Fighting Alzheimer's one step, one wag at a time
By Ty Johnson
Published in News on October 21, 2012 1:50 AM
Makayla Oddon, 4, pushes Alison Spaojezic, 8 months, in her stroller during the AlzNC Walk 2012 at Wayne Community College.
Staff members from Woodard Care place their hands over their hearts during the pledge of allegiance at the start of the AlzNC Walk. Members of the care center, which treats people who are suffering from dementia, dressed as the 101 Dalmatians, and Jean Jones, right, dressed as Cruella De Vil.
Cruella De Vil ushered her Dalmatians onto the field as the music began, past a sitting Sylvia Brady.
Mrs. Brady watched from behind dark sunglasses alongside her husband of 52 years, Sam, as the Woodard Care team members, dressed as puppies, and fur-coated Jean Jones walked toward the booming music.
Minutes before they had walked for the Bradys and thousands of couples like them to support Alzheimer's North Carolina, but now, it was time to "wobble" for them.
The Dalmatians danced and wagged their tails as Mrs. Brady watched, pointing out their antics while her husband held her arm.
It's been nine years since her stroke, which has led to dementia, but there's no shortage of laughter in their life, he says.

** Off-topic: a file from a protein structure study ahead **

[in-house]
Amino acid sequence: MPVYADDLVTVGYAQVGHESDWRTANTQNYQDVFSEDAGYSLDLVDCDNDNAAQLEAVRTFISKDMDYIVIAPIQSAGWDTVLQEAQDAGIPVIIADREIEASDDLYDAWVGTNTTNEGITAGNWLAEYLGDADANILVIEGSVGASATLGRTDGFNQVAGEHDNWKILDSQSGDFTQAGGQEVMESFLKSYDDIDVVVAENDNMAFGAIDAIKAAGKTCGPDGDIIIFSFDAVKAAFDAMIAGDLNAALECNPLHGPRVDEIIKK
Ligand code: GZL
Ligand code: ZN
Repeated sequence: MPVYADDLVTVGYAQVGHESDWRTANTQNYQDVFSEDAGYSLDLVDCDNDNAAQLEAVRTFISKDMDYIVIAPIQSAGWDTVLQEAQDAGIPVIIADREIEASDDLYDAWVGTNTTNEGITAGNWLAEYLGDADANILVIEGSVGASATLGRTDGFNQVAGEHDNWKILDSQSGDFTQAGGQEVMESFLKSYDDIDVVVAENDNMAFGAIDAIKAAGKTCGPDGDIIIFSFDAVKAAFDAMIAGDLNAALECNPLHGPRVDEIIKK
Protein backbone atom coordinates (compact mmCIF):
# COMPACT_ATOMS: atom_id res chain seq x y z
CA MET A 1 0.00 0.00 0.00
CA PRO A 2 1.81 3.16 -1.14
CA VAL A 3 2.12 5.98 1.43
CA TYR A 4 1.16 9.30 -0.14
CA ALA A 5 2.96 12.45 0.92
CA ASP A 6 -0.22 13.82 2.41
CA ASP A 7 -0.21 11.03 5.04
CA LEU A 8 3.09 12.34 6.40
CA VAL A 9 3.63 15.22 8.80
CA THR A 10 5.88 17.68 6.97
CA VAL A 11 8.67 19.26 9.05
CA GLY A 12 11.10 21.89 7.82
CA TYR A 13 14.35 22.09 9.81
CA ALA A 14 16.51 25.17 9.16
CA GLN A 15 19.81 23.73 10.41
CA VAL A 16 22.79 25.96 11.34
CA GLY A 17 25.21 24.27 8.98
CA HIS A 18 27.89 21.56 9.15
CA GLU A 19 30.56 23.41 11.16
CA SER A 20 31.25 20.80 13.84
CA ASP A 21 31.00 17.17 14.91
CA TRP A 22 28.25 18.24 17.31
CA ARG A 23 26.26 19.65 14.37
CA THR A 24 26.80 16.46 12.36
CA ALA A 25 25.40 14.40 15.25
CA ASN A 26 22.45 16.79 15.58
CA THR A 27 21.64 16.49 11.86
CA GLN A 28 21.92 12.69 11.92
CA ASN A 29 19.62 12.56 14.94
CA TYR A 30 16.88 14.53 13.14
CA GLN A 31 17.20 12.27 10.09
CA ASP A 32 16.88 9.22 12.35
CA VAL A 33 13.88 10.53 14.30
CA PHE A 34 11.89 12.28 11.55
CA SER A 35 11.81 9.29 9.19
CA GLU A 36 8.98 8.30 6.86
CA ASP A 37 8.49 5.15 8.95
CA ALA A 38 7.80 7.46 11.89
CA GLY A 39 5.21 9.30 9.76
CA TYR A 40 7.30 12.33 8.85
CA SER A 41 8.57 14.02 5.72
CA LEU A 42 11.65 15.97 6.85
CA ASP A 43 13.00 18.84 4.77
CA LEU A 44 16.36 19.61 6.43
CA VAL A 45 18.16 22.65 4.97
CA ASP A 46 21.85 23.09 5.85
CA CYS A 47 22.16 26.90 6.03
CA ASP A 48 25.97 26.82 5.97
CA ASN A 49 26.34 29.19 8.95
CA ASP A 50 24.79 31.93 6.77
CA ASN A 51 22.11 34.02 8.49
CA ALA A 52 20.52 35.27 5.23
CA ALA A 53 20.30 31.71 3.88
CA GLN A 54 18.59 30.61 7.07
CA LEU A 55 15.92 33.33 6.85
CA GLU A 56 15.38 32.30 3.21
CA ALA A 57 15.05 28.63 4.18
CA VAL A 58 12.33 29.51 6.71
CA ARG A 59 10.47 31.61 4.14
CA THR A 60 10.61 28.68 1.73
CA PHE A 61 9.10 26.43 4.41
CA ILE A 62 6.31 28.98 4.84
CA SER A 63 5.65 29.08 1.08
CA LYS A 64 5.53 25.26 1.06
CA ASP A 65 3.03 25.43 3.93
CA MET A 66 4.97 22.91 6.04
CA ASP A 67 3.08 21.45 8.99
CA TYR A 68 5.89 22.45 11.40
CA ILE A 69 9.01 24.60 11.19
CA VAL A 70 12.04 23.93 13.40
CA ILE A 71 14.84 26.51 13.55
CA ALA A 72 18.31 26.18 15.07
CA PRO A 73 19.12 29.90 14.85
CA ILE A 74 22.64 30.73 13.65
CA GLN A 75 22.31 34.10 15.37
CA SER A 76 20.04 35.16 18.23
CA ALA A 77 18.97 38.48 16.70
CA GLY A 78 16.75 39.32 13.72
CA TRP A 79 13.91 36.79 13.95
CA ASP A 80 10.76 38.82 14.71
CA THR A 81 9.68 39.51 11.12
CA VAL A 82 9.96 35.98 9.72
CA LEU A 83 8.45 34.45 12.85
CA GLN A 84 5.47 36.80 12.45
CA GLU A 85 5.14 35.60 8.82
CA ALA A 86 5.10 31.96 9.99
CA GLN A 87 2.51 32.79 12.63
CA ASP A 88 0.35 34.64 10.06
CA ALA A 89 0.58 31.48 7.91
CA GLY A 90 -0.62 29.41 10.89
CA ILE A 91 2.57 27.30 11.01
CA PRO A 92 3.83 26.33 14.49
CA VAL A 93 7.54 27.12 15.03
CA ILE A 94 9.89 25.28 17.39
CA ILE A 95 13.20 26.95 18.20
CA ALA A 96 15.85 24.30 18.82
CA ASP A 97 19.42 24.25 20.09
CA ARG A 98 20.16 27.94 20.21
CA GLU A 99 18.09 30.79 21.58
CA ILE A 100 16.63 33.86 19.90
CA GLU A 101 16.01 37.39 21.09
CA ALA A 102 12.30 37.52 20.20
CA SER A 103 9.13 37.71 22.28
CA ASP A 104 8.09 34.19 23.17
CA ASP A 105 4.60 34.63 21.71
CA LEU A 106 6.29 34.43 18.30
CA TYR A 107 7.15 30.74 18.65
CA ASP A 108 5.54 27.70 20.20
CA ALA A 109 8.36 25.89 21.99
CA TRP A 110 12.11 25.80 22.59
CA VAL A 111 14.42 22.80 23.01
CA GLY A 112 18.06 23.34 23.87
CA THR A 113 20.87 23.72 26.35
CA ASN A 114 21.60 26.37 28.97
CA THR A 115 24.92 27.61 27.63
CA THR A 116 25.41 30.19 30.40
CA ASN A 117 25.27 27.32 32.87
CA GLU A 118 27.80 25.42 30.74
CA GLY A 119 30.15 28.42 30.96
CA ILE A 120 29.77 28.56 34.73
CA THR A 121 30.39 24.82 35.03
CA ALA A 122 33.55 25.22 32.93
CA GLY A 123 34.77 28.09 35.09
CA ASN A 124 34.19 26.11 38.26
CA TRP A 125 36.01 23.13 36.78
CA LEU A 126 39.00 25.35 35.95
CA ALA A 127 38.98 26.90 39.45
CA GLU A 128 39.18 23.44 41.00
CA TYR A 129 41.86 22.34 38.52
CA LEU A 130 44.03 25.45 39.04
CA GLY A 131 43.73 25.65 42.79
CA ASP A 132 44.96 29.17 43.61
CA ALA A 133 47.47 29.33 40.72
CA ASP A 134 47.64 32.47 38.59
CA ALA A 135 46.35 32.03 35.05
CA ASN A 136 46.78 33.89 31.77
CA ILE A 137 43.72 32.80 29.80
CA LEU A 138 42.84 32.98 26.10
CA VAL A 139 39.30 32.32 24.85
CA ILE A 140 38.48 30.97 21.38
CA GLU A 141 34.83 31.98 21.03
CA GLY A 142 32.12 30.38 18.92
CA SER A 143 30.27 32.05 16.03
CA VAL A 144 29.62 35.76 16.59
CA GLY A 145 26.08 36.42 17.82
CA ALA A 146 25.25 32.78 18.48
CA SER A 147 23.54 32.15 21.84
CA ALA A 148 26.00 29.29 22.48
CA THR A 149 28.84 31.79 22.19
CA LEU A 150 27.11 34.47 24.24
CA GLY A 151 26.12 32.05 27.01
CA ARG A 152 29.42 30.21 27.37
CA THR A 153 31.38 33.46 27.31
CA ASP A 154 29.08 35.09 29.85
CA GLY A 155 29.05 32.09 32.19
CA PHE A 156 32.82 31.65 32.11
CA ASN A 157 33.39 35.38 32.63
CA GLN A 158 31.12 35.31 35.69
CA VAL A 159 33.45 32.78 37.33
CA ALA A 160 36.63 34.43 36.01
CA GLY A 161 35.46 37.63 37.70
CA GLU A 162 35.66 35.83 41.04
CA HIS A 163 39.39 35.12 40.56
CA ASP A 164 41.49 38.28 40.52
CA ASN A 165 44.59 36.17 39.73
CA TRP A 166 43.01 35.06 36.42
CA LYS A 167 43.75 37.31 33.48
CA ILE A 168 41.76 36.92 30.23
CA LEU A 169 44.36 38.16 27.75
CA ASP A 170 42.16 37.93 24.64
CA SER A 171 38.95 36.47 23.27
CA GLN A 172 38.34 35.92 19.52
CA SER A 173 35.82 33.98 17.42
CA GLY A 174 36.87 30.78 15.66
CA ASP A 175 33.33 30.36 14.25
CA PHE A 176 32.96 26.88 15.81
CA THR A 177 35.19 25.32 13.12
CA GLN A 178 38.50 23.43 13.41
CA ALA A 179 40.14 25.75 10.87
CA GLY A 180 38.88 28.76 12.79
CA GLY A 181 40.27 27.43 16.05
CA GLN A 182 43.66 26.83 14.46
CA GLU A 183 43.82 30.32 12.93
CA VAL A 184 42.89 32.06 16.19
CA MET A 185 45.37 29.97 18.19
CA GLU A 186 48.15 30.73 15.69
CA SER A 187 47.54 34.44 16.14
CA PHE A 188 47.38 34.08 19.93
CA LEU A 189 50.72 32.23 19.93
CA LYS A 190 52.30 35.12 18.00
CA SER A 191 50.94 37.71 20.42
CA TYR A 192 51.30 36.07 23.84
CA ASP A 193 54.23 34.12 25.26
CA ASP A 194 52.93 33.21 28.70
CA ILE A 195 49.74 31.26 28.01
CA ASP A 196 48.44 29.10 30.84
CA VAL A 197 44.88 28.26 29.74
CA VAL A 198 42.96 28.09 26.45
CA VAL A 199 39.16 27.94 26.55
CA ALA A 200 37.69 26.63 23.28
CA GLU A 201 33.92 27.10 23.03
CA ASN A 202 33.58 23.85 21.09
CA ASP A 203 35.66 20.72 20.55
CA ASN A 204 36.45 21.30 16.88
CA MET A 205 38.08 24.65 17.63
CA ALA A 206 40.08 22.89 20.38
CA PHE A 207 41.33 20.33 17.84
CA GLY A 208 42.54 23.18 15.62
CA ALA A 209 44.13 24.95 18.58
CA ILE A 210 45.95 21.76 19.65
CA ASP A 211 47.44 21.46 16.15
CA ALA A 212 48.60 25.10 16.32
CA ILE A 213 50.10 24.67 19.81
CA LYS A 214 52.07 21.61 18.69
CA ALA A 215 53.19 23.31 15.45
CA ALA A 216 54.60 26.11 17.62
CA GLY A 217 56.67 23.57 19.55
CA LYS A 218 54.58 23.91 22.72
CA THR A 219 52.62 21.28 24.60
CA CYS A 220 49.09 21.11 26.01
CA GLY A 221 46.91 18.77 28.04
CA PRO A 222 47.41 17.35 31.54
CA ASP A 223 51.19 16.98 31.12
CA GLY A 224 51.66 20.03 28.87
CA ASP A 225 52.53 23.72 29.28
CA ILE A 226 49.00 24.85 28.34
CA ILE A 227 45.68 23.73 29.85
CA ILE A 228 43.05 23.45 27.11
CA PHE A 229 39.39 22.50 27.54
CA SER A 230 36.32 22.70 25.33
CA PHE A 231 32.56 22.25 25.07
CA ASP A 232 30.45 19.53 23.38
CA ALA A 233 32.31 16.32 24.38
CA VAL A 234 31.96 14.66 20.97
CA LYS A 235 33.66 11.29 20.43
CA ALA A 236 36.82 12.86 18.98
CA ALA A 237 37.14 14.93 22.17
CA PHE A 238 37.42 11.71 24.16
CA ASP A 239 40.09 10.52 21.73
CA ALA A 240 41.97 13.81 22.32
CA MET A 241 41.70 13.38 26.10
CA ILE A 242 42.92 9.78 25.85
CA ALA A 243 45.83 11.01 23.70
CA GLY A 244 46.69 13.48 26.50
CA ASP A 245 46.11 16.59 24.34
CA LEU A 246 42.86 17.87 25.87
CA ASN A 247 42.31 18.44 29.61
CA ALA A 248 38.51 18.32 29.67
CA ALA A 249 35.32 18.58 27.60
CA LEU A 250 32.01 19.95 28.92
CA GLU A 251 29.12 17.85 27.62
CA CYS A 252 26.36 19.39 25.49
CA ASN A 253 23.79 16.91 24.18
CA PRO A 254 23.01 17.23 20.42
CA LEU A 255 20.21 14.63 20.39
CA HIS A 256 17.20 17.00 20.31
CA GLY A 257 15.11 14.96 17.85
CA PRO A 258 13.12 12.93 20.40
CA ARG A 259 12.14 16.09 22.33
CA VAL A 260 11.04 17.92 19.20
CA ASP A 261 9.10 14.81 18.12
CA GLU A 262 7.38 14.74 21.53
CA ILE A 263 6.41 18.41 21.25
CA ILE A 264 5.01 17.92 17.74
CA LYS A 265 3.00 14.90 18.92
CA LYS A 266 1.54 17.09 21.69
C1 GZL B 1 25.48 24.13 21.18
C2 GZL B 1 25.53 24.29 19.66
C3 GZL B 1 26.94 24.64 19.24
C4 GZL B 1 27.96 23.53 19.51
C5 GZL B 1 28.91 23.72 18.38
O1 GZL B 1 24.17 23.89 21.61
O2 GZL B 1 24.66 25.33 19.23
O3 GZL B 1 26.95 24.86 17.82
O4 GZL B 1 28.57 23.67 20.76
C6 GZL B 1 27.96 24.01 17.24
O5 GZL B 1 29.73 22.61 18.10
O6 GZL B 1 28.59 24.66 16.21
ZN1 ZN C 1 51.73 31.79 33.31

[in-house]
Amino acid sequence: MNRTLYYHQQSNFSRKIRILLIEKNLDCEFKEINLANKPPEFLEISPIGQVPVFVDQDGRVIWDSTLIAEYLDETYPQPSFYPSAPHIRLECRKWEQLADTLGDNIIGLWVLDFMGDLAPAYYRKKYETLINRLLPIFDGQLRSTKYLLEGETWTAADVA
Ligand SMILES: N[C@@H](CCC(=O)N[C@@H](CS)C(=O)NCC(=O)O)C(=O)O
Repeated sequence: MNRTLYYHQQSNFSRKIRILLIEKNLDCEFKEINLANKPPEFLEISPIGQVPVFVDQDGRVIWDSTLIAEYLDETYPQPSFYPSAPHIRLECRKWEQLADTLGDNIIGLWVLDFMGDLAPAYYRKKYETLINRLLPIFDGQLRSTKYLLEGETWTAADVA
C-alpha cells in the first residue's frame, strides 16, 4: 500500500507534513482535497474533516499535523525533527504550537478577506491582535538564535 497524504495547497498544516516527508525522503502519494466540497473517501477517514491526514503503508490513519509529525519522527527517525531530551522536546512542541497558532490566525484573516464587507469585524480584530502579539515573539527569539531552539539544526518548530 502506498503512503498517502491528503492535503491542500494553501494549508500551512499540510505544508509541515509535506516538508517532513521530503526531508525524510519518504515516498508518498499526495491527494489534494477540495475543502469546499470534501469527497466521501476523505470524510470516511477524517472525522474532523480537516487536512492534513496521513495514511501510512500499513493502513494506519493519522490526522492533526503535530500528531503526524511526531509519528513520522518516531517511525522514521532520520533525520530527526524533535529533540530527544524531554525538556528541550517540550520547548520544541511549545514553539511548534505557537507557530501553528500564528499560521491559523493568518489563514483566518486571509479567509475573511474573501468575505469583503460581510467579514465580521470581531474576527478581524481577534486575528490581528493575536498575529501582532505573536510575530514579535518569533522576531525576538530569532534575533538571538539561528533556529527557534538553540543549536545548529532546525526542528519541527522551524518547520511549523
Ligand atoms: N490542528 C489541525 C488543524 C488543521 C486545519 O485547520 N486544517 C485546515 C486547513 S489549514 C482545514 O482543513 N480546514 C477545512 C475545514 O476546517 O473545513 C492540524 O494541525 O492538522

Mrs. Jones, the owner of Woodard Care, said that's one of the most important aspects of caring for those who suffer from Alzheimer's or similar diseases.
"You've got to laugh," she said. "They're still human beings. They still want to dance."
And that's what the Alzheimer's Walk is about, said Alzheimer's North Carolina Director Alice Watkins.
It may be a fundraising event, raising more than $30,000 to fight the disease, but Mrs. Watkins said the event is also an opportunity for those stricken with Alzheimer's and those caring for loved ones with the disease to simply enjoy a day outside.
"For a while, you can get away from Alzheimer's," Mrs. Watkins said.
She also stressed how important it is for caregivers to have a day where they can enjoy being with their loved one, especially since Alzheimer's impacts far more lives than just those stricken with the disease.
That's where the organization's newest office in Greenville comes in. Along with a satellite office in Wilmington and the main office in Raleigh, Mrs. Watkins and her staff educate and offer support to those who have been thrust into the role of caregiver for those with Alzheimer's and similar diseases.
To contact the Greenville office about services and resources offered, call (252) 355-0054.
Award winners announced at the 3rd annual Neuse Region Alzheimer's Walk included:
* Best costumes - Woodard Care
* Best booth - The Pines of Goldsboro
* Highest funds raised (team) - Woodard Care
* Highest funds raised (individual) - Michelle Giles.